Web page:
The one you've all been waiting for........yeah, yeah, I know 'people only go to the races for the crashes'!
It had been a good five days.
Although I disliked skiing, I was overwhelmed by the place.
I didn't hide in the lodge, but went out everyday with my more intrepid colleagues and cheered them on from the sidelines.
I did my stint on pan-bashing (remember - Army!?!).
I overcame my fear of heights and rode daily in the gondola to the top of the mountain.
I walked the slopes and mountains with my colleagues.
I had strolled through Riezlern, admiring their beautiful architecture.
I had carried friends' skis, poles, donated gloves, purchased warming drinks, clapped and cheered their successes and encouraged their weaknesses.
I understood the theory of skiing enough to help my friends (old and new) to improve their techniques.
I even stood in their path at the base of slopes to encourage them to be more effective at stopping (that worked with all except Male Colleague B - who I had to leap out of the way of!)
The only negative thing about the whole week was my very low opinion of myself for being such a total wimp, not keeping on with the skiing myself. But I think everyone felt I was a bit of a let-down, so I know I wasn't alone.
Tuesday saw our group dinner and we all set out at 7pm. Male Colleague B and I had to change into our 'stout' boots for the walk, so we were about ten minutes behind the main group.
One patch of black ice and I was down on my back screaming in pain. B helped me up and I hobbled on to the restaurant with him, extracting a promise not to tell anyone I had fallen - I didn't want to spoil their evening (little did I know!!)
I sat quietly while the jollity went on around me. I managed some smiles and gentle laughs, intent not to make a trouble of myself. But I was in immense pain and only managed to eat my main course (not eating raises eyebrows in that mountain air!) before calling over Organiser D and telling him I was going back to the lodge and why. B insisted on returning with me. Good thing too.....Thank you, B! He walked with me, waiting while I stopped frequently, wincing in pain. I know I jabbered on all the way back, but I have no idea what I said. Before we were home, I was clutching his arm and managing about three steps at a time.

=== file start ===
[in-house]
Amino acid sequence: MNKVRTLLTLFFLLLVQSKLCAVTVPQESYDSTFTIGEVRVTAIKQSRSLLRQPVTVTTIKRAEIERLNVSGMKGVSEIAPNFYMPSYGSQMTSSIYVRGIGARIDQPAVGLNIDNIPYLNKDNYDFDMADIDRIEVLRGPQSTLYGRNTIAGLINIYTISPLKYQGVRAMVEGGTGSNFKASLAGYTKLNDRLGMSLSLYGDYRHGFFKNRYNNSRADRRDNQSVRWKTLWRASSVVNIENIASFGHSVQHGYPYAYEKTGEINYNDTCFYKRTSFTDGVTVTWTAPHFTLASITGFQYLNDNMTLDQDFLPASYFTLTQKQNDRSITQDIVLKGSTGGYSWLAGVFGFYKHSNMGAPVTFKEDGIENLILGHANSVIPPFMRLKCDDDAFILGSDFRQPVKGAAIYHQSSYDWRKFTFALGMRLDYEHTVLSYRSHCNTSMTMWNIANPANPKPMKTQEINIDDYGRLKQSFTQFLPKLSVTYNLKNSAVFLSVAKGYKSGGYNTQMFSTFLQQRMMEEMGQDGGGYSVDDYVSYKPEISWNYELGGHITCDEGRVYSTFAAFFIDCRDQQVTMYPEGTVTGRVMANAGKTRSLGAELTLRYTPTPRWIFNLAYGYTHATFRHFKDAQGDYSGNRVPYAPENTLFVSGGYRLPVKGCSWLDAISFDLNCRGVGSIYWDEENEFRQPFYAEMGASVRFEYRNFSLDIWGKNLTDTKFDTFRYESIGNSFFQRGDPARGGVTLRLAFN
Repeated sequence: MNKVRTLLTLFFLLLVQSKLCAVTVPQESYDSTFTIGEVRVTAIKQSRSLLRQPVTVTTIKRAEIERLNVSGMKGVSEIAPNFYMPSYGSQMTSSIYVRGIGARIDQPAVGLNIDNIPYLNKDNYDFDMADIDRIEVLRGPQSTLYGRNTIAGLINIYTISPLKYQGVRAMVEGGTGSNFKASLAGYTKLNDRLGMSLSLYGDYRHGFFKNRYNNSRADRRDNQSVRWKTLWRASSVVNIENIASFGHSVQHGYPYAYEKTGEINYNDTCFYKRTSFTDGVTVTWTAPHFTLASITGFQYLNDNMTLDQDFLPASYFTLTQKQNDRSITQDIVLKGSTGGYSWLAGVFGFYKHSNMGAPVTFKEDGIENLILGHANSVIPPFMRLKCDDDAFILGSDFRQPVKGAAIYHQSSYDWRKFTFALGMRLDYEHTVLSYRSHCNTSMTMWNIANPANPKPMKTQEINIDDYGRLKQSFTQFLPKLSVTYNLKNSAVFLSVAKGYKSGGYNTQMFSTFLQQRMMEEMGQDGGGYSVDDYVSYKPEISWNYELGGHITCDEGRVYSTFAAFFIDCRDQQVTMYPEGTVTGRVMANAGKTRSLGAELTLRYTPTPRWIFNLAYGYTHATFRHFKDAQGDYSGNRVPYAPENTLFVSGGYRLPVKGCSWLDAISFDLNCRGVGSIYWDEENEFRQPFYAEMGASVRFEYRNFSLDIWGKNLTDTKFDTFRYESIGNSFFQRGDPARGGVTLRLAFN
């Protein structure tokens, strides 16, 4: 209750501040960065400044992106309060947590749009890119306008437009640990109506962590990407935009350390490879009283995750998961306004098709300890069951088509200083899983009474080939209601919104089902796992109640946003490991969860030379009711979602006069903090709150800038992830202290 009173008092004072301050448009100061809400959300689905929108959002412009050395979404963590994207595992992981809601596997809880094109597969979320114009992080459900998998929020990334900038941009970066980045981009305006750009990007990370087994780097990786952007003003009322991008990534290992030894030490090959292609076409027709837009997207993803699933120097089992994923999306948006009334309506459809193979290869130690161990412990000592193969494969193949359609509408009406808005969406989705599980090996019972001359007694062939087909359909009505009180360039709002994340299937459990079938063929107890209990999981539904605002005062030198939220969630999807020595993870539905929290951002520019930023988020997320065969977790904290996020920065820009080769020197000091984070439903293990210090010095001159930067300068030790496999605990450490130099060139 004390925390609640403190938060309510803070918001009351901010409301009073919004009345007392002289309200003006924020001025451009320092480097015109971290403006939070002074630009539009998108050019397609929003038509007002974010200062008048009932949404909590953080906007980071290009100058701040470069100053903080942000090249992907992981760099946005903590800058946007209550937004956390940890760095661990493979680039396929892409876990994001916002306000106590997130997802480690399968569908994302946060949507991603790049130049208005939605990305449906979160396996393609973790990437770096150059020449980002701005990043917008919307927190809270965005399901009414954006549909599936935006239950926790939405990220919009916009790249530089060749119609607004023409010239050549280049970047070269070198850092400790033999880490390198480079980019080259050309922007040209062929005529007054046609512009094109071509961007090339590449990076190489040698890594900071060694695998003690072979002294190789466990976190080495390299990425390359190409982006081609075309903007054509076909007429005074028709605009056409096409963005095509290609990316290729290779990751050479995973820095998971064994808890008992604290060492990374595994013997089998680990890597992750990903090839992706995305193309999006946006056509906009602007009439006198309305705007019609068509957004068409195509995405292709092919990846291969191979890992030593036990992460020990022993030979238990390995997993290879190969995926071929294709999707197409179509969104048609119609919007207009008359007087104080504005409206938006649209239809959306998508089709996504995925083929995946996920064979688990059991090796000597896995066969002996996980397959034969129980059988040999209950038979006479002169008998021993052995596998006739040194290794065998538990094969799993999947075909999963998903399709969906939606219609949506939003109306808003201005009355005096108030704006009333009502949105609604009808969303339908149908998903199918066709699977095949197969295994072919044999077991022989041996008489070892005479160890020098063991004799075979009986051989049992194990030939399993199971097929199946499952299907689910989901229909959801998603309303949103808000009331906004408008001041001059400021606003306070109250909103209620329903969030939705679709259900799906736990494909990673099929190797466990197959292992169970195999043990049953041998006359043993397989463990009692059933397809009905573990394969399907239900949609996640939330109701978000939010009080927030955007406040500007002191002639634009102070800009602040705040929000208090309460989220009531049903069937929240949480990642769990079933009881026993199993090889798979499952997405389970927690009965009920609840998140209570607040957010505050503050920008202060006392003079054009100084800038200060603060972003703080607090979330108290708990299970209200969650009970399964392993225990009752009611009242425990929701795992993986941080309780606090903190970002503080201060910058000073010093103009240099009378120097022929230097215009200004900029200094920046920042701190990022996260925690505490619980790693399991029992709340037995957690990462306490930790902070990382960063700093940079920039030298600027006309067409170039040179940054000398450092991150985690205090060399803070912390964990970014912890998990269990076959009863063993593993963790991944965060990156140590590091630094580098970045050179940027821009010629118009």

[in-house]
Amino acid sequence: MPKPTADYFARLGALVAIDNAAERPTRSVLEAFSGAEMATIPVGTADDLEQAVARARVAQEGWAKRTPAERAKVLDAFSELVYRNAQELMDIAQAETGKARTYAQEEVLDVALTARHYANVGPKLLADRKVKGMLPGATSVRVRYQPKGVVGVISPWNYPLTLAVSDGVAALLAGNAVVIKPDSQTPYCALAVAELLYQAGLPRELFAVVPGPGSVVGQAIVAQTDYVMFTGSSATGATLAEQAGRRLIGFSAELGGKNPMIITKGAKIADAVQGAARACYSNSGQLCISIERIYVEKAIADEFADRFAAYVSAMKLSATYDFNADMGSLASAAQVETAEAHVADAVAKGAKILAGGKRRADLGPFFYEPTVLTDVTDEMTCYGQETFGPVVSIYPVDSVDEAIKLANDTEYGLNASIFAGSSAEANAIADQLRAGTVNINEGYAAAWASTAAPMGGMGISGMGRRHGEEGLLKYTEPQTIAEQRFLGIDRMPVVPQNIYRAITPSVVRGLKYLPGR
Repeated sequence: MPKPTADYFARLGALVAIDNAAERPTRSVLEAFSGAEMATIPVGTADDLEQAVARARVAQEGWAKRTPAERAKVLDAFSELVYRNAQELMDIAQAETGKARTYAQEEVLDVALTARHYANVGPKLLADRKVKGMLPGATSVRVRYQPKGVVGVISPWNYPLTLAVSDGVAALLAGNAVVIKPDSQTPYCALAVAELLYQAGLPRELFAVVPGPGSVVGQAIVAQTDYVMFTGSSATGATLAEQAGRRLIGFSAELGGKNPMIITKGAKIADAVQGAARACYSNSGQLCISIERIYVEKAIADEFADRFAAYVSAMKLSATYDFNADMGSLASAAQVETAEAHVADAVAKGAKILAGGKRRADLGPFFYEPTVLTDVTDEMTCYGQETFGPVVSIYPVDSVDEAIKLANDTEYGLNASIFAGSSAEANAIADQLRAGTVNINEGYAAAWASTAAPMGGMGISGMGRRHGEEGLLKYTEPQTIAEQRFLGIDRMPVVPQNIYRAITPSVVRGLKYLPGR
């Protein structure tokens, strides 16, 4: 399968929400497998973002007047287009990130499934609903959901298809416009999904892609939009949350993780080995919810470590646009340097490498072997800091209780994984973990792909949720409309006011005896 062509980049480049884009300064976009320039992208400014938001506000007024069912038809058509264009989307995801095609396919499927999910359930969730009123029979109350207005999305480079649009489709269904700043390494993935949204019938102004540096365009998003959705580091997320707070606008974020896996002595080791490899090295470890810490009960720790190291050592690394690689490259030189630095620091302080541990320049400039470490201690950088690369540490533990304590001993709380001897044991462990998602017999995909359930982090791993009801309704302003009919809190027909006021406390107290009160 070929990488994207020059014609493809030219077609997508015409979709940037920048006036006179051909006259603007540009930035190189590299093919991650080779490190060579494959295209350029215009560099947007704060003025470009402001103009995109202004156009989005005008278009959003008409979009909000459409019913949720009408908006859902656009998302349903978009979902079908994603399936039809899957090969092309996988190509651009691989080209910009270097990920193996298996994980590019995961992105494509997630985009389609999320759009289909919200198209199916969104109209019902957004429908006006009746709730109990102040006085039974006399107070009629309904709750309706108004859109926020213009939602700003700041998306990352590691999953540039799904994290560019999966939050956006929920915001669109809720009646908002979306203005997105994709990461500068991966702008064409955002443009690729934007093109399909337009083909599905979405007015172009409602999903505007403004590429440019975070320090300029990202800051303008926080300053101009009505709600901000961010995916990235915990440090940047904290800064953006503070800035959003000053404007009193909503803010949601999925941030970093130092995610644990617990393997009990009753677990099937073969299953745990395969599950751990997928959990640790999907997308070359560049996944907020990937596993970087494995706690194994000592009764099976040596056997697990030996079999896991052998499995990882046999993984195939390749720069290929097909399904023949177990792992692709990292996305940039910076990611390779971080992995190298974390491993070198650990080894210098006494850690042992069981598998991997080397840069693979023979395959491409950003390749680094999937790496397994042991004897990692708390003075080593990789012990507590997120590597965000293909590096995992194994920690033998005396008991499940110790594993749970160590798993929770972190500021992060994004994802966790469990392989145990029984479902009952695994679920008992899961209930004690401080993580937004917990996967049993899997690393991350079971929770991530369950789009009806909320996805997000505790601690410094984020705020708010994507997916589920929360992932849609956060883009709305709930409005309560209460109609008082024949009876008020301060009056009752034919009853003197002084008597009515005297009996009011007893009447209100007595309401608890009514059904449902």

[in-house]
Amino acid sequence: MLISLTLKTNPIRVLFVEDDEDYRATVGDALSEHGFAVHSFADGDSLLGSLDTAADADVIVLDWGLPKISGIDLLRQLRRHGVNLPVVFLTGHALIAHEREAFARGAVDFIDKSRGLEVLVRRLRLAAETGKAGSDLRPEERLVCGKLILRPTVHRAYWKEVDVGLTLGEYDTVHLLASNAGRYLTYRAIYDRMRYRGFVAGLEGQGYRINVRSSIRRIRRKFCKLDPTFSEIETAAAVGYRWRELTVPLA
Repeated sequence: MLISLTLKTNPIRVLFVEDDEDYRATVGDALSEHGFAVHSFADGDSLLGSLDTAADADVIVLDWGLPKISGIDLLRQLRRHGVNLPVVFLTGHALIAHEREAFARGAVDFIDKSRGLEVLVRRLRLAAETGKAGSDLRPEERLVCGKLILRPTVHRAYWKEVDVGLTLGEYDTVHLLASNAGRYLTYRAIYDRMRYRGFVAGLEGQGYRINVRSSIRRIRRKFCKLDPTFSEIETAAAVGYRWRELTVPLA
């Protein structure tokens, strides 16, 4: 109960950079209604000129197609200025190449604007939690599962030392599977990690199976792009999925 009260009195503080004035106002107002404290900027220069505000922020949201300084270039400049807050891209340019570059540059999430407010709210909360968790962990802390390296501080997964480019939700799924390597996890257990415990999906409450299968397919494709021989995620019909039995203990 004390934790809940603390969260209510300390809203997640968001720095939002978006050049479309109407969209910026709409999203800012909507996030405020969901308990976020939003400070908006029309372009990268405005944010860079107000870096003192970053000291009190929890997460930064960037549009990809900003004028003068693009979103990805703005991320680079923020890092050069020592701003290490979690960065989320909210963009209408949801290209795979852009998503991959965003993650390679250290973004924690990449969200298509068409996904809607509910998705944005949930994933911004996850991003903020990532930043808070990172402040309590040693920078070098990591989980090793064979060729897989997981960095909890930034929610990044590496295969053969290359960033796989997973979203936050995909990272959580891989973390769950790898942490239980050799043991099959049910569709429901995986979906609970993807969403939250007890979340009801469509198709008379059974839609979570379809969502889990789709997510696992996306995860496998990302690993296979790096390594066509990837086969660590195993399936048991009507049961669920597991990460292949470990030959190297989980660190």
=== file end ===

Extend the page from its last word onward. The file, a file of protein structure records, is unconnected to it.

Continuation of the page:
On arrival, Male Colleague S was at the lodge (not having gone to the dinner) and he and the lodge manager assessed my condition. I had a choice, stay at the lodge or call an ambulance. I was in so much pain by then I couldn't even think straight and annoyed the crap out of them by saying 'I don't want to be a trouble'. It was only when I looked at MC S and said 'It hurts, S' that he said 'decision made; call an ambulance!'
The ambulance duly arrived and I was greeted by two absolutely GORGEOUS young medics. Meanwhile, the rest of the group had come home and Organiser D and Female Colleague S had joined us in the cookhouse. I managed to clamber gently down the twisty staircase to the door, leaning heavily on one of the young medics.
After one failed cannula attempt (the tube for a drip)
the second was successful. The more experienced medic explained that my veins had collapsed in shock. The above photo was taken four days later! Cool bruising!
I was hooked up to various drips and needles. The emergency doc arrived and took some details and they whisked me off to hospital - worriedly called a Krankenhaus! - accompanied by D.
Thank you, B, for being such a rock and so reliable.
Thank you, MC S, for keeping my mind occupied with Kenny Everett (more on that later) and making the decision to call the ambulance.
Thank you, D, for being there for me whenever I called your name.
More in Part Six.